Is life really about that continent of giant exoskeletal creatures and man eating seaweed, or about the journey to that continent? Hammer's 1968 film The Lost Continent (not to be confused with the 1951 film featured on Mystery Science Theatre 3000) seems to argue for the latter, spending just over half its one and a half hour run time in getting to the titular continent. For all that, it's the most expensive looking Hammer film I've seen and the forty-five minutes or so spent on the boat unknowingly destined for the strange continent are spent developing characters. Cliched or trite characters whose stories feel like very condensed versions of their counterparts in the novel the film was based on but I do respect the idea of spending so much time on the characters and the latter half of the film delivers some by turns charmingly campy and effectively creepy visuals.
The film stars Eric Porter as very shiny Lansen*, captain of the Corita, a run down old ship filled with disreputable passengers quietly fleeing Europe for various reasons. Lansen himself has some sketchy cards under the table--several hundred barrels of an experimental explosive in the cargo hold, an explosive which ignites when wet, and Lansen doesn't hesitate when warned of a hurricane on their current course; he'll go right through the storm because he plans on selling the cargo and retiring.
Half the crew, including the first mate, aren't so wild about this idea so they slowly start to move towards mutiny. Slower than you might think because Porter very capably exudes an air of authority and confidence, something continually presented at sort of fascinating odds with his many reckless decisions.
The passengers include a spoiled heiress and her father, a gangster, a former kept woman making a break for it (Hidlegard Knef), and, the closest the movie has to a hero, an alcoholic named Harry, played by Tom Beckley whom Doctor Who fans might recognise as Chase from The Seeds of Doom.
He begins the film as a cynical, caustic boozer whom the heiress tries to seduce. Then, when they're all on a lifeboat together, he has a moment of clarity and instantly gets a different personality. It's with Harry one most feels the condensed nature of the script as what might have been a somewhat more gradual character arc here feels like an illustration of a pamphlet on alcoholism despite Beckley's decent performance.
When they finally do get trapped by the seaweed surrounding the lost continent, they find a society descended from Spanish explorers living in a galleon also trapped in the seaweed. I found the first shot of the interior, without too much context, rather striking.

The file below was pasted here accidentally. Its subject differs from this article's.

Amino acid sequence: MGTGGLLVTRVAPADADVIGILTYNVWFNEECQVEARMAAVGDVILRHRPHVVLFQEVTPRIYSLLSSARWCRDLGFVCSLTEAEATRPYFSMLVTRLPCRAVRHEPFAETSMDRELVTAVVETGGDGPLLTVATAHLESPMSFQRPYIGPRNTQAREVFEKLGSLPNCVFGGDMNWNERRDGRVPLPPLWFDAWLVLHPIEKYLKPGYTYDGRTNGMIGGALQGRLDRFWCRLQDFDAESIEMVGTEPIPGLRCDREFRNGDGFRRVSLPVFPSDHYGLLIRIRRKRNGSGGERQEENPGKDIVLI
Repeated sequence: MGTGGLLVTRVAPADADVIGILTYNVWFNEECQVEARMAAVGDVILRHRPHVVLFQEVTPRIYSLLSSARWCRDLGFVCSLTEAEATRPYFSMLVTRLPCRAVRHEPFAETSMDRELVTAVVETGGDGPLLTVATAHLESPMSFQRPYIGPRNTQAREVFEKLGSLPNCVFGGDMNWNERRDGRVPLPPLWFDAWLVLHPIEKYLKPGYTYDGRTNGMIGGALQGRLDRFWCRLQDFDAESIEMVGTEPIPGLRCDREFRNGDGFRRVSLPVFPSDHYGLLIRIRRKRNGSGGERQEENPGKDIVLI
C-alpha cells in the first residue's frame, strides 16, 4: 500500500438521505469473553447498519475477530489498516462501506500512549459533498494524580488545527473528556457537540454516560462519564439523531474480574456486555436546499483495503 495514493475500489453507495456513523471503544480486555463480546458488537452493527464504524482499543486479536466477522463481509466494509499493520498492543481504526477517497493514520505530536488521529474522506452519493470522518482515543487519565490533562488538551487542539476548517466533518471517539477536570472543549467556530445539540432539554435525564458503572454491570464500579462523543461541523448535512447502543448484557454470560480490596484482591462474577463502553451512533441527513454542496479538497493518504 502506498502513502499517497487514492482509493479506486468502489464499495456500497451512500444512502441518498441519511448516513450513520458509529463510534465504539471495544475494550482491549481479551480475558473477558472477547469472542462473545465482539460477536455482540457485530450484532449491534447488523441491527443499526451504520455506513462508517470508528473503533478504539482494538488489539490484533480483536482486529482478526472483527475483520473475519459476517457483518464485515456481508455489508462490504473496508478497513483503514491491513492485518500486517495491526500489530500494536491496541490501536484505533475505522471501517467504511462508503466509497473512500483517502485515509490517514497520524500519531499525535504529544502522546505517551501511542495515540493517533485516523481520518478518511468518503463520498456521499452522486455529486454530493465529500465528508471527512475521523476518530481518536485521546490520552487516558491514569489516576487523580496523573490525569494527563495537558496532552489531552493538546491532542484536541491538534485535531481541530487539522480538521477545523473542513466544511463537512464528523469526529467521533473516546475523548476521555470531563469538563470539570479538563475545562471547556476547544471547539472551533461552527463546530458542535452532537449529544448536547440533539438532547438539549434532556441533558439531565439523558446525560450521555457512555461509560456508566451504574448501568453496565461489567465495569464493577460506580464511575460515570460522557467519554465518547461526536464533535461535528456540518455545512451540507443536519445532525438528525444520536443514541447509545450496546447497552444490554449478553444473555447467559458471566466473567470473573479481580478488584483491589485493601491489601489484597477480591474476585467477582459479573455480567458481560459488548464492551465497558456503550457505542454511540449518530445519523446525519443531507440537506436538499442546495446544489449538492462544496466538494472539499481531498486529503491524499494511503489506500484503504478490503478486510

Everyone gets around by walking on the seaweed with big yellow balloons on their shoulders and what look like snowshoes. A little hard to take seriously, maybe, but I found myself buying into it, maybe wanting to go along with what seemed like such a perfectly 1960s sci-fi conceit.
Harry quickly befriends a busty native named Sarah played by musician and future David Bowie collaborator Dana Gillespie whom I'd somehow never heard of before this movie. I thought the open, cleavage bearing top she was wearing was a bit of Hammer fan service but a Google image search revealed this was apparently Gillespie's thing.
The lady was really proud of her cleavage. Can't say I blame her.
Soon, Harry is standing protectively in front of Sarah while a giant Scorpion battles it out with a giant hermit crab. Instead of models, it looks like Hammer actually built full scale monsters that move about on rollers. They kind of slide back and forth at each other.
The hermit crab has big glowing green eyes and a weirdly pulsating mouth that put me in mind of David Cronenberg's adaptation of Naked Lunch.
Considering the scale of story implied by all the buildup, the time on the strange continent feels very brief. Most of the character moments in the first half are called back to by the second--very quickly--but it feels like this movie ought to have at least been three hours.
*60s makeup artists sure liked shininess I know but this movie takes the cake.